Recession, it’s the word we hear everywhere these days! But do you know what impacts recession had on the sale of organic products? Read on.
Because of recession, the sector of bread, meat and chilled meals seems to suffer the most, and people are expecting the demand for the organic products would increase in 2010.
Last year in the U.K, the sales of organic food, drink, etc, declined by 12.9% because producers were battling against the downturn in customer’s demands. It was the worst trading climate in the past 20 years.
Shoppers chose the economic option of buying non-organic fruits, vegetables, meat and bread because the prices of the organic ones were too high.
A 9.8% fall in sales of home delivery organic fruit and vegetable boxes was reported. It was a spiral downfall from there, the sale of organic stuffs in supermarkets slumped by 12.2% and 17.7% in farm shops and health food centers.
All in all, there was a huge slump in the organic sales, from a staggering £2.1bn in the year 2008 to a mere £1.84bn, as reported by the Organic Market Report 2010. This report came out at the Natural and Organic Products Europe show which took place in London.
The report produced one of the most updated and correct analysis of the organic market by conducting investigations of different sectors and taking the consumer’s poll. Every year the Soil Association produces such reports for the purpose of promoting organic food and farming in the UK.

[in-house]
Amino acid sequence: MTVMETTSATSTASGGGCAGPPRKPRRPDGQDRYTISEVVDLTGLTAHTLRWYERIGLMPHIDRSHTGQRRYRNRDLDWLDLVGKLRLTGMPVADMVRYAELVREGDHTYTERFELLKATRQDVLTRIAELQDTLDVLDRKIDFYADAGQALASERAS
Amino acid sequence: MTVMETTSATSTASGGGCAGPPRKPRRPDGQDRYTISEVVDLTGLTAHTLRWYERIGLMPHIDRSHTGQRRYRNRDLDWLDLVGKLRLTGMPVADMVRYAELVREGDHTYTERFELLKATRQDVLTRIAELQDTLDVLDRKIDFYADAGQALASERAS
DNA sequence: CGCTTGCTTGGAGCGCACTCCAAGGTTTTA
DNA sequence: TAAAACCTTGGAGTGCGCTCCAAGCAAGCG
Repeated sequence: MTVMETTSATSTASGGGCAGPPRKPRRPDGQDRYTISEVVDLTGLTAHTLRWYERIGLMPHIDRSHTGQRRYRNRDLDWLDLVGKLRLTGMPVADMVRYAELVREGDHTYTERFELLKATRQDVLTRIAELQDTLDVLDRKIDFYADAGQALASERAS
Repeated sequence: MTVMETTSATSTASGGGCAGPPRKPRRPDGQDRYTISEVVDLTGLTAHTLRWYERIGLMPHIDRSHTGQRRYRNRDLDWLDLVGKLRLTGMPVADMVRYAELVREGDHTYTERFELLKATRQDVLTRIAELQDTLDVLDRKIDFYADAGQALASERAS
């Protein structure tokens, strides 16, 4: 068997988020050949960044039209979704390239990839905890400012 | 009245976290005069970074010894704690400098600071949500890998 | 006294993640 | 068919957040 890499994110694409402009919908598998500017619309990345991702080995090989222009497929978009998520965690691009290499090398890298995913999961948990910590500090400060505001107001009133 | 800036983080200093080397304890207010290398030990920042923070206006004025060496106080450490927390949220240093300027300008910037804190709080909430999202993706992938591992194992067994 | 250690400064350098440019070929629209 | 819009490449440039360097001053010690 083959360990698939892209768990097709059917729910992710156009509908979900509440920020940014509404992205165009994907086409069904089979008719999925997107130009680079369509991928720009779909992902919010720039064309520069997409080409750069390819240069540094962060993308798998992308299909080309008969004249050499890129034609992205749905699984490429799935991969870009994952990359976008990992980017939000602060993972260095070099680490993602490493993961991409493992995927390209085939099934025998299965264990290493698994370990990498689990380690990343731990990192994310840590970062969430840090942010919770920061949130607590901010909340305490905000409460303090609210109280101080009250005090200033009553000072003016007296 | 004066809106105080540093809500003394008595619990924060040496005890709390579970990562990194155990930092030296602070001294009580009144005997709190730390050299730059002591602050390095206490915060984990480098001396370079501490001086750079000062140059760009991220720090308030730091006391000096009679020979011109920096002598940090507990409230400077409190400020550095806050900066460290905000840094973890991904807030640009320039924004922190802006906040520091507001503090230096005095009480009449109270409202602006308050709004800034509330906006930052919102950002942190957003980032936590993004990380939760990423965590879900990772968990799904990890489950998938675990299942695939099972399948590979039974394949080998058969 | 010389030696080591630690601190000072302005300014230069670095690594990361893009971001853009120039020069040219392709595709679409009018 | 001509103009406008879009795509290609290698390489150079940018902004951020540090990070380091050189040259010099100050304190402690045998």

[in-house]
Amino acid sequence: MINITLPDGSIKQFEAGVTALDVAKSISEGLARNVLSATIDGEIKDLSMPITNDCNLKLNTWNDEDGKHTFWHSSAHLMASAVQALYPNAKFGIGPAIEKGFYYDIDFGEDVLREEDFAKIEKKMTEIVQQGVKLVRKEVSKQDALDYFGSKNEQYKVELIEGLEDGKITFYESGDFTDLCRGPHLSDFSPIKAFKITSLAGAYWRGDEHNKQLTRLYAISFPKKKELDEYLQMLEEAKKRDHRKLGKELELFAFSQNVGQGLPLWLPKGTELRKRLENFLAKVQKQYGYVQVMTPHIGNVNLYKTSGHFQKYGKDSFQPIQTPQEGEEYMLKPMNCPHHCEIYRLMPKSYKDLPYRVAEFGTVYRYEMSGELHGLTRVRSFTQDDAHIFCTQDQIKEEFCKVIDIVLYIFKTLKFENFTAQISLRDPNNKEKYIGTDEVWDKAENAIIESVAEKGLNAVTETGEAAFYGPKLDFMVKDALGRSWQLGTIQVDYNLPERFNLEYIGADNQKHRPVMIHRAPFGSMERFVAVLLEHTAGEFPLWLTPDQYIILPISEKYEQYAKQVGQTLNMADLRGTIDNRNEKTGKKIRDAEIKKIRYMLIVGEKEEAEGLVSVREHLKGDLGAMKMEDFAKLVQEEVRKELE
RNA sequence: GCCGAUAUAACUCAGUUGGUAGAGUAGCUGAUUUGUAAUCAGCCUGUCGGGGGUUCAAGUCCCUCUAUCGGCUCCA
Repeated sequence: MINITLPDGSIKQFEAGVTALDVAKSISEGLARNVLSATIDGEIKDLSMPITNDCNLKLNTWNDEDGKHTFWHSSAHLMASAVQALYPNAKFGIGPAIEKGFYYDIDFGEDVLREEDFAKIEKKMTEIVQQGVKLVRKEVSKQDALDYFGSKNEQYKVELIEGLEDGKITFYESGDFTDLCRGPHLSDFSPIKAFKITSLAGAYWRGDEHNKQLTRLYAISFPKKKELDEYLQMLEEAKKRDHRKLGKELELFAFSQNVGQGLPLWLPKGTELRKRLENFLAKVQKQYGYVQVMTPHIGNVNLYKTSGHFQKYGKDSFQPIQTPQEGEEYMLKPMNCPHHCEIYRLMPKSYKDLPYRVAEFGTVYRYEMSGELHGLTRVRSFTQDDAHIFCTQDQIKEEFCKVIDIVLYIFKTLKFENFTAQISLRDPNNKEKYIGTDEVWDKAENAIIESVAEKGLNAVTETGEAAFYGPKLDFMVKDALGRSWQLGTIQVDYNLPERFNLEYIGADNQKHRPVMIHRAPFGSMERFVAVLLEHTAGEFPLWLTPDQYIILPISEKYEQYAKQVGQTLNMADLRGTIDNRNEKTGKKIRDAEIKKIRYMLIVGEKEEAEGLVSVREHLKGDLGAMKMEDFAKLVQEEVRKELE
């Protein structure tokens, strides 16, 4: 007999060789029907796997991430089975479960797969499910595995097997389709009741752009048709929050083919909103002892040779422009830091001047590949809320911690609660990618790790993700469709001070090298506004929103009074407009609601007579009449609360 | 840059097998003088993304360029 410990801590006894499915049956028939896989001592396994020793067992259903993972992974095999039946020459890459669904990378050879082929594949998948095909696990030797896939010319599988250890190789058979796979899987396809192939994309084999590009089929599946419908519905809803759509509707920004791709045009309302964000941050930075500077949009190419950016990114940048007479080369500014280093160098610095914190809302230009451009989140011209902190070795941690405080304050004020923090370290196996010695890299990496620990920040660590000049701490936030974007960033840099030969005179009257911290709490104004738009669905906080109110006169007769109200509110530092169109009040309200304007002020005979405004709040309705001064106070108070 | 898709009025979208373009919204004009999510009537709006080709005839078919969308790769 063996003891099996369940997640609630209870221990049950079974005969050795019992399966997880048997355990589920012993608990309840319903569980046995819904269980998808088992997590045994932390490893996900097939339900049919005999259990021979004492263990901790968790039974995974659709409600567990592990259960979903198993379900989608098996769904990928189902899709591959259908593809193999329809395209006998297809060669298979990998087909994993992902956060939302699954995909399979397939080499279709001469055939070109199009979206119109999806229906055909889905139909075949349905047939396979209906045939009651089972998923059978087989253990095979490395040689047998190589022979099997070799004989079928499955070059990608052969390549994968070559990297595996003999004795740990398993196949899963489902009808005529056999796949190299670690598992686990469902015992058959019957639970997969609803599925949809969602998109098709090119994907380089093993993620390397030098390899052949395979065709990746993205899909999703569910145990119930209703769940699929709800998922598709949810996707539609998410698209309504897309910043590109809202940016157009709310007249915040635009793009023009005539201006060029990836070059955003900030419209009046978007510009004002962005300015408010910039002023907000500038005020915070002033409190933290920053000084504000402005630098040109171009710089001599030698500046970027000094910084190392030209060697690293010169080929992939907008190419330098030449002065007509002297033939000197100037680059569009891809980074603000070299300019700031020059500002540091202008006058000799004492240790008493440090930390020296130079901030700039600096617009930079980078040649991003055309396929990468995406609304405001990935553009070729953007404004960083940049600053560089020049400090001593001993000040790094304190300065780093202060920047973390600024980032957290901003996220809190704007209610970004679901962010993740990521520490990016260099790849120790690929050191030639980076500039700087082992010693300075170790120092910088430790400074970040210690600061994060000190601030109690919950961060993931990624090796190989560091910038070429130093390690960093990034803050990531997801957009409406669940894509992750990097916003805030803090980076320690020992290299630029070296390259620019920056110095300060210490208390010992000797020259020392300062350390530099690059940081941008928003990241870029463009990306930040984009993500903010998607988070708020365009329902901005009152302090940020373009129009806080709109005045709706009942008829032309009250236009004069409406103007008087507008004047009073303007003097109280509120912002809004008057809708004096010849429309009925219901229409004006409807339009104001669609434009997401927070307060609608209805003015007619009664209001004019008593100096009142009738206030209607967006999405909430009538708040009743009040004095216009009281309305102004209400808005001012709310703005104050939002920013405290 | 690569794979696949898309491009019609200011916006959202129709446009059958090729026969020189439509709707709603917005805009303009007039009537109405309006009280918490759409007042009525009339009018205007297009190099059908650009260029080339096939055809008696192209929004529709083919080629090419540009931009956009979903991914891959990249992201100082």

After a lot of double-digit percentage growth over the years, a downward trend in this sector was noticed. The shoppers managed to curb their spending and the retailers manage to restrict their organic ranges and shelf space in times of economic downturn.
Even the top trio of organic food – fruit and vegetables, dairy and fresh meat – had witnessed a fall of 14.8%, 6.5% and 22.7% respectively in supermarket sales. However, dairy still manages to maintain its place in the most popular food category, and it accounted for 33% of all the sales.
In the times of downward trend in organic stuff, organic milk stood out by growing by 1%, partially due to it being launched as “healthy 1% fat milk” and 2009 was the best record of sales in the history of organic milk sales. Even organic baby food had a growth of 20.8% in its sales, hence overcoming the £100m mark.
Organic bread on the other hand plummeted by a huge 39.8% and chilled meals fell by 21.4% in terms of sales, making them sufferers in one of the biggest downturns in sales.